Friday 10th February 2017
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A mispriced gem or structurally challenged?
While Telstra’s share price performance since the FY16 result suggests to us that the market is taking a glass-half-empty approach to the company’s earnings prospects over the coming years, it does not require much of a leap of faith to picture a more positive outcome. Key in this regard will be Telstra’s ability to generate a sufficient return on the investment in its telecommunications network and the associated digitalisation of its customer proposition.
This is something that management attempted to address at Telstra’s recent Investor Day. The problem for investors, and one of the likely reasons why the stock has underperformed the broader market over the last 12 months, is that it remains unclear what Telstra’s capital allocation strategy will ultimately look like. It is this lack of certainty that the market is taking a dim view of.
While we have been impressed to date with how Telstra intends to fill the earnings hole left by the migration to NBN (i.e. increase productivity, return on investments and organic growth), it is fair to say that a lot of the details are yet to be confirmed, or at least communicated to the public. This is not unusual or surprising given the competitive nature of the telecommunications industry and the timeframes involved, with the NBN payments not expected to cease until FY21 at the earliest.
The second reason, in our view, that Telstra’s shares have lagged the broader market over the last 12 months is the market’s increasing appetite for growth or cyclical stocks. Having moved in sync with the S&P/ASX 200 for the majority of the first half of CY16, Telstra’s share price significantly underperformed through the second half of CY16 as investors became more concerned about the company’s lack of earnings growth and relative yield appeal.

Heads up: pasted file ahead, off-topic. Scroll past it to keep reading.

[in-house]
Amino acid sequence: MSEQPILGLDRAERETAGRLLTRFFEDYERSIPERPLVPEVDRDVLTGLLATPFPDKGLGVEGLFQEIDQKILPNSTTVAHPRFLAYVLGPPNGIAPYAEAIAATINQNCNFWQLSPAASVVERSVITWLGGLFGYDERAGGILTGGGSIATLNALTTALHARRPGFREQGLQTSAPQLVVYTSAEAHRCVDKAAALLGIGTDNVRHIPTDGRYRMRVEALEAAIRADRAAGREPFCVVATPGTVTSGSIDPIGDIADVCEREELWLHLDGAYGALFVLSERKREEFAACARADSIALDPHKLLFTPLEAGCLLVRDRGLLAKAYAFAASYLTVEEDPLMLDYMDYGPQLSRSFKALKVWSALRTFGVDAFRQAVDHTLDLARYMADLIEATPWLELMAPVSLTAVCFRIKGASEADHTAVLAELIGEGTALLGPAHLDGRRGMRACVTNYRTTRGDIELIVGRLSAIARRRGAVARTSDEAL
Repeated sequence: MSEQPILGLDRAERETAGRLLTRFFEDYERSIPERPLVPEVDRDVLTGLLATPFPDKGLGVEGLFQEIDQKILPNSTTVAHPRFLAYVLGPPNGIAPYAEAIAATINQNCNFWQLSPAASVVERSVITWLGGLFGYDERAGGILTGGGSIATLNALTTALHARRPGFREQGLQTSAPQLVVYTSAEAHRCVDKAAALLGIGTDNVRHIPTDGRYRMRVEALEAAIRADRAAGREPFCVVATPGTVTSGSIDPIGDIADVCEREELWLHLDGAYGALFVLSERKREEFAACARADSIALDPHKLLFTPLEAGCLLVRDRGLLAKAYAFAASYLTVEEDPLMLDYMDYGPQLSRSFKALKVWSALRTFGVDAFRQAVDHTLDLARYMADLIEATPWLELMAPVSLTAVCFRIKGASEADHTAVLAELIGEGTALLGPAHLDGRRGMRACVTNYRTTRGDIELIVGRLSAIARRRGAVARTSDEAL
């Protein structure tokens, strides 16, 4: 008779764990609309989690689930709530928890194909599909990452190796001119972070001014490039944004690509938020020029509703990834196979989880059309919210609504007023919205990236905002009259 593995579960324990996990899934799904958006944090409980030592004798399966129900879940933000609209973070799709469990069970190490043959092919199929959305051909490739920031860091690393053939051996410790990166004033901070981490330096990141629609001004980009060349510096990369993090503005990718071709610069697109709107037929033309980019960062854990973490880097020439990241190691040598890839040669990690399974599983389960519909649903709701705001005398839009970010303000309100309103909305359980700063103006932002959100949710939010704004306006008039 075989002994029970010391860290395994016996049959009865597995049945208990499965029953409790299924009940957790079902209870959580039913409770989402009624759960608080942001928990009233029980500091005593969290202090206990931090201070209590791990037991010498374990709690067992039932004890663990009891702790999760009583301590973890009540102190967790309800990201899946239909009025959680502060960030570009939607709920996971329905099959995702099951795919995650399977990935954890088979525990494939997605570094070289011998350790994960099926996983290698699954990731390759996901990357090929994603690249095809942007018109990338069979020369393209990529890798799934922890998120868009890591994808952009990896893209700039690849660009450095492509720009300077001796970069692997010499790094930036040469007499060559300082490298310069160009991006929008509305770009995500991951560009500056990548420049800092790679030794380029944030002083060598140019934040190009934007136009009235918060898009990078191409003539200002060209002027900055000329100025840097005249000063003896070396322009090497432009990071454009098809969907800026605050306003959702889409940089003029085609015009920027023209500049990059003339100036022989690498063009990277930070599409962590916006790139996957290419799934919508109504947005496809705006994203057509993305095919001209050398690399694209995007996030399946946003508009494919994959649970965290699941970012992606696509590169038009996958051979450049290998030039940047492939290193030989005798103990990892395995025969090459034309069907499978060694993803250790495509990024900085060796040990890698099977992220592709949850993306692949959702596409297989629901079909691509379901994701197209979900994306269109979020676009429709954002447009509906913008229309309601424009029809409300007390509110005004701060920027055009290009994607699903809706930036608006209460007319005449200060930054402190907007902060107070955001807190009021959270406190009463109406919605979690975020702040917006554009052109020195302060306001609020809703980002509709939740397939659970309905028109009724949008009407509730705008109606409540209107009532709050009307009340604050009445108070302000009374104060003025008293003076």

Of course, while these concerns have played out across the broader market, they have arguably been most acute for Telstra given its defensive qualities and reputation as an income stock. With the election of Donald Trump having prompted investors to switch out of bonds and defensive equities into growth stocks on the expectation that inflationary pressures will rise, it is perhaps no surprise that Telstra’s share price has come under some pressure.
This is not to say that it is all doom and gloom for Telstra from this point forward. For starters, there is no guarantee that Donald Trump’s key economic policies will get enacted, and even if they do, how quickly they will put upward pressure on global bonds and interest rates remains uncertain. It is more than likely that inflationary pressures stemming from Donald Trump’s various economic initiatives will become evident over the medium-to-longer-term.
In the meantime, we expect Telstra to continue to reward its shareholders with various capital management initiatives that will be underpinned by the (i) NBN payments, and (ii) the resilient nature, albeit currently low growth, of the company’s earnings base and strong cash conversion. While not unlike our investment thesis for the Australian banks over the next 12 months, we expect yield to remain a key drawcard for investors, and to underpin the share price.